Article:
It is also worth considering that perhaps those who wish you harm will not give you true advice! If I was a car thief hired by a car company I would loudly dismiss any prevention measure that worked and supply a glib story about how bad it is, hoping that it would become an urban legend and do away with the offending device.

Just saying....


Lots of (somewhat) reformed hackers work for security and computer companies. Journalists regularly interview (or field calls) from people who obviously loathe them. And then there are the poor customer service reps, who are hated by everyone.


Rich Wilson #4,

I don't see that they're the same thing at all. Trivializing car theft by saying it "doesn't harm anyone" is pretty callous. Of course the theft of a large (and often valuable) possession hurts its owner! It's not the same as being assaulted or murdered, but it still represents the loss of an asset and increased difficulties in going about normal life.

Sitting down with someone to discuss a difference of opinion is hardly the same thing as hiring a former criminal as a consultant. The act of disagreeing usually doesn't harm anyone physically or financially. Hiring people who engaged in illegal behavior for the purpose on consulting about that kind of behavior is a bit more of a gray area. While it's great to get insight into their motives and methods, it's still rewarding someone for criminal behavior.


@Eric (#1):
No, it still wouldn't work. A former car thief once told me that all he did was pour a little liquid nitrogen on the lock and shatter it with a hammer.


When hiring professional thieves as consultants it is very important to keep an eye on the numbers and the hiring procedures. You don't want to hire too many or you could end up like Wall Street...

bob johnson

Eric, why would insurance companies "silently campaign against better approaches to car theft?"

They pay out less when fewer cars are stolen.

Bruce Sanders

In Illinois where I live they have just started to installing a large number of "Photo Enforced" stop lights where a picture is taken of your license plate if you run a red light and you are sent a ticket via mail. I wonder if anyone has studied what happens to driver behavior once these "Photo Enforced" stop lights are installed. Do fewer drivers run red lights that are NOT "Photo Enforced" out of fear that they may get caught by hidden cameras? During the transition time, do rear-end collisions increase because someone ahead of you is stopping for a red light they may not have stopped for before? Over the long run, do these "Photo-Enforced" stop lights improve safety or are they just a source of funds for the state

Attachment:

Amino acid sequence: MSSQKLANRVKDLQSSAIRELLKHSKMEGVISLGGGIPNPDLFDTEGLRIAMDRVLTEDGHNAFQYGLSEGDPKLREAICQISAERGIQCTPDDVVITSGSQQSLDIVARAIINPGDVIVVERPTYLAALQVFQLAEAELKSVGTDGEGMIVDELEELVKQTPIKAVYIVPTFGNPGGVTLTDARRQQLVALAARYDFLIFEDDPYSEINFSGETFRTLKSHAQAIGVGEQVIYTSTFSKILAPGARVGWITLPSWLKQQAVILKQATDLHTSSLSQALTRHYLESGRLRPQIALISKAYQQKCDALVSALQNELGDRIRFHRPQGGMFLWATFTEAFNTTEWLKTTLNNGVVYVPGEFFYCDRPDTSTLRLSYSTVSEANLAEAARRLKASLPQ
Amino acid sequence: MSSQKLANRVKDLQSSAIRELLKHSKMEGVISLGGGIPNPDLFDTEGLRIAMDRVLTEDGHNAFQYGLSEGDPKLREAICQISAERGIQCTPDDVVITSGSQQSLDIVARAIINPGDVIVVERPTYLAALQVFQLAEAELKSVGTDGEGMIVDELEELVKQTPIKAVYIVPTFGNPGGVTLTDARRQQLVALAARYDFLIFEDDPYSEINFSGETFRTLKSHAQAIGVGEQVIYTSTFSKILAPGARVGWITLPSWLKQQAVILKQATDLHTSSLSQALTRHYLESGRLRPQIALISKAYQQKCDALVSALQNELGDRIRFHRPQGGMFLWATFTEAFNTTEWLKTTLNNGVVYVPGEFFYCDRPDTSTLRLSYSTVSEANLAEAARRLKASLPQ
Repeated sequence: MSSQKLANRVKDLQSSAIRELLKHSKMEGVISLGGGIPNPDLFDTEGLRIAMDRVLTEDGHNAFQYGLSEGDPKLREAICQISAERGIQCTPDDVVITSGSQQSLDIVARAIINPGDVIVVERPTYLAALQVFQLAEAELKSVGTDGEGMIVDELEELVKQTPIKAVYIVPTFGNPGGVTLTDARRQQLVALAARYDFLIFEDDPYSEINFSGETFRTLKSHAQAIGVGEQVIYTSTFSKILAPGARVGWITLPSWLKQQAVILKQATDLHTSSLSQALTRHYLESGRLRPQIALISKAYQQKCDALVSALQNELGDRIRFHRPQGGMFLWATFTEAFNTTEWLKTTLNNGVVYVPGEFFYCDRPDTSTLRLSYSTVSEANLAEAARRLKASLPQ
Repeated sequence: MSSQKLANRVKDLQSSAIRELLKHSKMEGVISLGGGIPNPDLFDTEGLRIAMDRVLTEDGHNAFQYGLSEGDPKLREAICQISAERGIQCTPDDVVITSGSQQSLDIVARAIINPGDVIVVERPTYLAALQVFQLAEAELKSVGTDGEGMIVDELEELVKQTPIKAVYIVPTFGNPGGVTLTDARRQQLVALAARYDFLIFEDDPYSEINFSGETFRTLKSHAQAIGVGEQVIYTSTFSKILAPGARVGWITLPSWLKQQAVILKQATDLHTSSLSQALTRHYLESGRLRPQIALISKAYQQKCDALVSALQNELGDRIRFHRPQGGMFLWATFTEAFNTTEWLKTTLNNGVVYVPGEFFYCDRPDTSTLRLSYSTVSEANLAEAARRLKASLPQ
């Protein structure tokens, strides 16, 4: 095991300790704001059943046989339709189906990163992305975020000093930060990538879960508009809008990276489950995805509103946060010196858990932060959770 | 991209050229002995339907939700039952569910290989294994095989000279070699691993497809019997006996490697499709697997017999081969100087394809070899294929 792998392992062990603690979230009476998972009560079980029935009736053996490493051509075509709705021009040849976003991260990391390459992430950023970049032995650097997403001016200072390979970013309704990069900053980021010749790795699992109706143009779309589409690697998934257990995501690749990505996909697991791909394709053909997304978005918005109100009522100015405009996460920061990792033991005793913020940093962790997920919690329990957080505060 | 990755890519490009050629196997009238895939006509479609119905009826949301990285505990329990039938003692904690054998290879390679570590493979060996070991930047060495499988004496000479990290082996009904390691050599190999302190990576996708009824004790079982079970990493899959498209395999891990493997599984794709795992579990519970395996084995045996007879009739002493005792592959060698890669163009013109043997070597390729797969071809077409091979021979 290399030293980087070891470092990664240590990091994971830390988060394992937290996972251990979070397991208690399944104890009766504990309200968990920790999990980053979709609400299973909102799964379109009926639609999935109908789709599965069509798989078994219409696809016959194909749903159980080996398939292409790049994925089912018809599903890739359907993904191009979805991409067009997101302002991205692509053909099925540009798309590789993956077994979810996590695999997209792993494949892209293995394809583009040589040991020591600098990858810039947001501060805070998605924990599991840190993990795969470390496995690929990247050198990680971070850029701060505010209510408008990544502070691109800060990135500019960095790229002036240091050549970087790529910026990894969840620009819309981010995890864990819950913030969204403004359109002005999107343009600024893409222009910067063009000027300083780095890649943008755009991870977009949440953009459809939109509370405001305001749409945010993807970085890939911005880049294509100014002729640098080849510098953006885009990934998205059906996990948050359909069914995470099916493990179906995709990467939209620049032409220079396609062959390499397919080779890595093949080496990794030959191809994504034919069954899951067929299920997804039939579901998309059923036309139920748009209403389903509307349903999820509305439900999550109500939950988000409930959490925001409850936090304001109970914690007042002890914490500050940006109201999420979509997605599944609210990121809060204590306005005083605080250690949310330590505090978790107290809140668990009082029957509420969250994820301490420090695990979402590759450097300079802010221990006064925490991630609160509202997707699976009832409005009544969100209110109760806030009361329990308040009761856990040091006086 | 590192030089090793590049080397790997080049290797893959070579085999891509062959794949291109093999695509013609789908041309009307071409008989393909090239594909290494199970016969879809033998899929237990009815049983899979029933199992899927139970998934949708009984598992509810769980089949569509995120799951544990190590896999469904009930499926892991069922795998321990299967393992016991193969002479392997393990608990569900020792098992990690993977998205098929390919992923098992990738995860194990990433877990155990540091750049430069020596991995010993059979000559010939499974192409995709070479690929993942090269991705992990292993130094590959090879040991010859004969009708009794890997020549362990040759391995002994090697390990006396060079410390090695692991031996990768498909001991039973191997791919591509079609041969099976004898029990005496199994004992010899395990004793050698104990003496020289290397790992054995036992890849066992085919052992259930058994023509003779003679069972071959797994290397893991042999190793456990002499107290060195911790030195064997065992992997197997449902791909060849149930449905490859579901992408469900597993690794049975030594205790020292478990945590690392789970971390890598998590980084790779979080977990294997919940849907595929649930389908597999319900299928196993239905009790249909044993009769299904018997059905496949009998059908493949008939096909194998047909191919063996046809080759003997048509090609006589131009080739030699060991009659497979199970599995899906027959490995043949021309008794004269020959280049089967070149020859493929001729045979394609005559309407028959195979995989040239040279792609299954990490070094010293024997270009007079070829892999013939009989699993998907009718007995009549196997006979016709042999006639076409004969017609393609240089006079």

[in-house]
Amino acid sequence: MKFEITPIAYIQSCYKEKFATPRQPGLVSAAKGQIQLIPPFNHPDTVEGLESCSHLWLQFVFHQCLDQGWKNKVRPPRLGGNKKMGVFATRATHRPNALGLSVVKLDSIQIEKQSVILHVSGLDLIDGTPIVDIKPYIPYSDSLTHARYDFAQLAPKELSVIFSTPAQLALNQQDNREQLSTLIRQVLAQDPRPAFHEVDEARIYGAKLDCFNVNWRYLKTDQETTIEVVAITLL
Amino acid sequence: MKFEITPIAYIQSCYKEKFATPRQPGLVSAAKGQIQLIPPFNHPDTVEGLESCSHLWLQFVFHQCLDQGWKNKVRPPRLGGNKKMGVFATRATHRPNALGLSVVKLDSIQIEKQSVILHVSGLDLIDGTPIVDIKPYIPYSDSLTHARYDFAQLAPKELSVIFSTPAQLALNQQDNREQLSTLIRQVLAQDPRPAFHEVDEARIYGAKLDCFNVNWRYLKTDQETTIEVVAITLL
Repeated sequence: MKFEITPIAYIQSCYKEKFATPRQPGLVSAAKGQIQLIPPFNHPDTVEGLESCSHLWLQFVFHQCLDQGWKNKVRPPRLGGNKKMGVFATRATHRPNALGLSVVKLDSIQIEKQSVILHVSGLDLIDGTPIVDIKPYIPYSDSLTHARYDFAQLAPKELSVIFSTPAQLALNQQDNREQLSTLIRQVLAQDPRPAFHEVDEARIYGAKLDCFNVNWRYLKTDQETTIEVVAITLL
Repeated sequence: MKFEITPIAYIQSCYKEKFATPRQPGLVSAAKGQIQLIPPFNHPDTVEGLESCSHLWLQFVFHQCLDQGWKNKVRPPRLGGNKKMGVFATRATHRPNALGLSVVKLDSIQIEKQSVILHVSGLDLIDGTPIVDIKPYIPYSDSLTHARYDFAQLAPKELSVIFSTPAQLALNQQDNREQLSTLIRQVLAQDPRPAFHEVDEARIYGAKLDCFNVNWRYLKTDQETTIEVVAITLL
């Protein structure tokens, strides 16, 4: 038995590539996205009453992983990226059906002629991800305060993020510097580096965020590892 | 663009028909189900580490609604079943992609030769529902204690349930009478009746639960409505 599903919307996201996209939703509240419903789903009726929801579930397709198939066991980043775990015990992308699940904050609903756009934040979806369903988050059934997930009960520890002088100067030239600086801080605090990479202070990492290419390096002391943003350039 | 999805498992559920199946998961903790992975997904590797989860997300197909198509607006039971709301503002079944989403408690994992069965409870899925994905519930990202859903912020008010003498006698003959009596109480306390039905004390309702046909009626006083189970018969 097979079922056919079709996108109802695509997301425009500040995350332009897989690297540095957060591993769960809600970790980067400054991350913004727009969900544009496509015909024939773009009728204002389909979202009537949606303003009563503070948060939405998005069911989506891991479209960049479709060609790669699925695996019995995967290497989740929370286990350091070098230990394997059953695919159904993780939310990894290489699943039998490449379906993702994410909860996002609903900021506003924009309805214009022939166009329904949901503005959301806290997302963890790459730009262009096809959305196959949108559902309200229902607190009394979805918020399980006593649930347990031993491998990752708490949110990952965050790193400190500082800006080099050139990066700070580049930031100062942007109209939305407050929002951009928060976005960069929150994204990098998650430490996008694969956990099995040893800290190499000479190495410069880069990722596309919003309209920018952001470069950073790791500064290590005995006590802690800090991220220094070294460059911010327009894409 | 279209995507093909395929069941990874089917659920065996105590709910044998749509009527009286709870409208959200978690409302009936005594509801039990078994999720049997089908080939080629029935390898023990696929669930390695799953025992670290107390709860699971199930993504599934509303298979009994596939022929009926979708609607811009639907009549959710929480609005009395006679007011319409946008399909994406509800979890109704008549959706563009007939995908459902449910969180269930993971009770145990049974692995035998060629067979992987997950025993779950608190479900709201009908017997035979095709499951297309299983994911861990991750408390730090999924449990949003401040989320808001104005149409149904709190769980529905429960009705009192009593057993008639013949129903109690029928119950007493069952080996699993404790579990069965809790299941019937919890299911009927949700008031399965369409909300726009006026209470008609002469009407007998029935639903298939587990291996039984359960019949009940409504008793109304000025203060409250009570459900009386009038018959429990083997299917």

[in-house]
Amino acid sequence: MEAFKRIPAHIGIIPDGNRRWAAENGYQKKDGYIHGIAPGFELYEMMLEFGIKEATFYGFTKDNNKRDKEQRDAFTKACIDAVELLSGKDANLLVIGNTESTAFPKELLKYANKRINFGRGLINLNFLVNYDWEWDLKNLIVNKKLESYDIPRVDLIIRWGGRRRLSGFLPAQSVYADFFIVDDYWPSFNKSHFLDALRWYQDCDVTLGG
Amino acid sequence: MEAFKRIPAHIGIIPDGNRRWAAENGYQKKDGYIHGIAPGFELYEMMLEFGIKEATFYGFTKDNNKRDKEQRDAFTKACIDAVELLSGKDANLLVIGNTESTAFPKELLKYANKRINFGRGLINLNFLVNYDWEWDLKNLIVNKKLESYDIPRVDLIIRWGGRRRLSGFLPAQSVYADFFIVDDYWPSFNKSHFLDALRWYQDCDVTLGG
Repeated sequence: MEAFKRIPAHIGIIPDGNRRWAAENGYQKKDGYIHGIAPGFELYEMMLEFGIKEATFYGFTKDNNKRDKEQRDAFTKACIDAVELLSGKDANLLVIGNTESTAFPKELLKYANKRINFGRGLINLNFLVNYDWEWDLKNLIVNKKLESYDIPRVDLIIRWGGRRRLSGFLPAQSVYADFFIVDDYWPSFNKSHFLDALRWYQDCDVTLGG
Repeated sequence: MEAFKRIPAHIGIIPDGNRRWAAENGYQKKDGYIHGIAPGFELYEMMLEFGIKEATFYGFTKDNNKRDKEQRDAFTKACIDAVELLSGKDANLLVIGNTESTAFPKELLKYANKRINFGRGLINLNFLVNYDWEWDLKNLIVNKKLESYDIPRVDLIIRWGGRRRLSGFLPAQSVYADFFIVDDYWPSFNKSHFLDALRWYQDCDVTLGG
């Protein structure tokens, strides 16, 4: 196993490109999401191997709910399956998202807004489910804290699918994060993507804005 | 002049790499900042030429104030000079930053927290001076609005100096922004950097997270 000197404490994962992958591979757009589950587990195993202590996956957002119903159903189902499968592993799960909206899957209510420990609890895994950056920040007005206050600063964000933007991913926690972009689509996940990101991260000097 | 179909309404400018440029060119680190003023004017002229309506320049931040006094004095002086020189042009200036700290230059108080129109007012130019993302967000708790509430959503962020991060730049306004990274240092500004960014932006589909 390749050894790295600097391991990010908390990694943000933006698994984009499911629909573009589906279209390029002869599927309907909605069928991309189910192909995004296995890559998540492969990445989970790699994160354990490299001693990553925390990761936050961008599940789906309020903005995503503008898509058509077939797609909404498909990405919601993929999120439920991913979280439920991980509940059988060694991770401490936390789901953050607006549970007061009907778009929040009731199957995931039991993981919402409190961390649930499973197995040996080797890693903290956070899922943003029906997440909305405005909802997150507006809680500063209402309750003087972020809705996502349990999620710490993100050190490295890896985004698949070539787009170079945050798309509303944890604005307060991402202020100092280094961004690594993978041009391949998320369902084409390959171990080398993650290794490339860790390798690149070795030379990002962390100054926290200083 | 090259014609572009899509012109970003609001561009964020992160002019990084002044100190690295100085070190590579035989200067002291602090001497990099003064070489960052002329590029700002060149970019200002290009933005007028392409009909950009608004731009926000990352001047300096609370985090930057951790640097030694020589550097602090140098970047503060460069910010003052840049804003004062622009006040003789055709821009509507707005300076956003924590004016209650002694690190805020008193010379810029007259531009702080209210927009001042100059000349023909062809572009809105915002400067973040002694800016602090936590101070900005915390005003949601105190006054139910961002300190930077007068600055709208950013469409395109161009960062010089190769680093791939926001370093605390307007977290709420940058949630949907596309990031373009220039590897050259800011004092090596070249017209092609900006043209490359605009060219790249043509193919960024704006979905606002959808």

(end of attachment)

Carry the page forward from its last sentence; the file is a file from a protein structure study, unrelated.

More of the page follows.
@Sushi, #5:

Car theft continues, but now with immobilizers thieves look to steal the keys by breaking into people's homes, snatching purses, or carjacking, rather than hotwiring the car in the driveway or parking lot.

Also, theft coverage is usually a small part of the insurance premium -- liability/medical coverage makes up the bulk of the cost.

Rich Wilson

Brooke #11
I didn't say no harm was done. I was talking about intent. The intent of the thief isn't to harm the car company. The customers of the insurance company (including the owner of the car) are certainly harmed.

But sitting down with a car thief isn't like sitting down with someone who calls you names. Sitting down with a car vandal is like sitting down with someone who calls you names. I think it's an important distinction. The thief doesn't hold you any ill will, so there's no reason they won't give you good advice if you pay for it.


Years ago my car's seats were stolen from my Celica, at the time a top target in the parts re-sale market. I facilitated a conversation between my insurance adjuster and mechanic in which the adjuster quoted a price for factory seats that seemed amazingly low. Upon checking the source, my mechanic discovered that my insurance company (still a major provider in California) was purchasing stolen parts to settle theft claims.

Bob J. asks why better anti-theft is not in the insurance companies' best interest. The answer is that car theft keeps the claims and repair industry in business and keeps those insurance premiums rolling in. Without theft, the insurance market would be much smaller.

I have no answer other than to pay the absolute legal minimum for insurance and not to covet or become attached to things other people want to steal.

Bobby G

White-hat hackers, Dubner. Many security-software companies keep hackers on retainer to constantly try to break down their protective software, and each time they do they instantly release an update that fixes the problem.

Kocsen Chung

There's a famous saying that says: keep your friends close, and your enemies CLOSER. This example of hiring thieves to actually know the flaws and effectiveness of car theft prevention systems sounds great! You get to know whats wrong and then you get to fix it!

However, "If you are a businessperson, do you regularly engage those who wish to do you harm?"
I believe this is a bad analogy. Car thefts don't want to evoke harm, they want to STEAL the car.
A somewhat better analogy would be two competitive markets trying to find out information of each other in order to maximize each individuals profitutility.

Ultimately, the best way to handle this situation is by making sure that your overall revenue is greater than the effort (cost) that you put into the task. It should also be noted that externalities are to be accounted for. Lets say you want to talk to Competetive Industry #2 (you being Competetive Industry #1) to find out information about their price and possibly arrange something out. Its pretty easy to find out what your enemy wants by arranging a meeting and you might end up winning money if it all goes good. But if Competetive Industry #2 betrays you, and you face great losses, suddenly, a negative externality arises leaving you with the burden. -- Applied to cars, the thieves may tell you all about how they steal cars professionally, but you never know if you have been told all about it or if they themselves are acting for their own good by lying.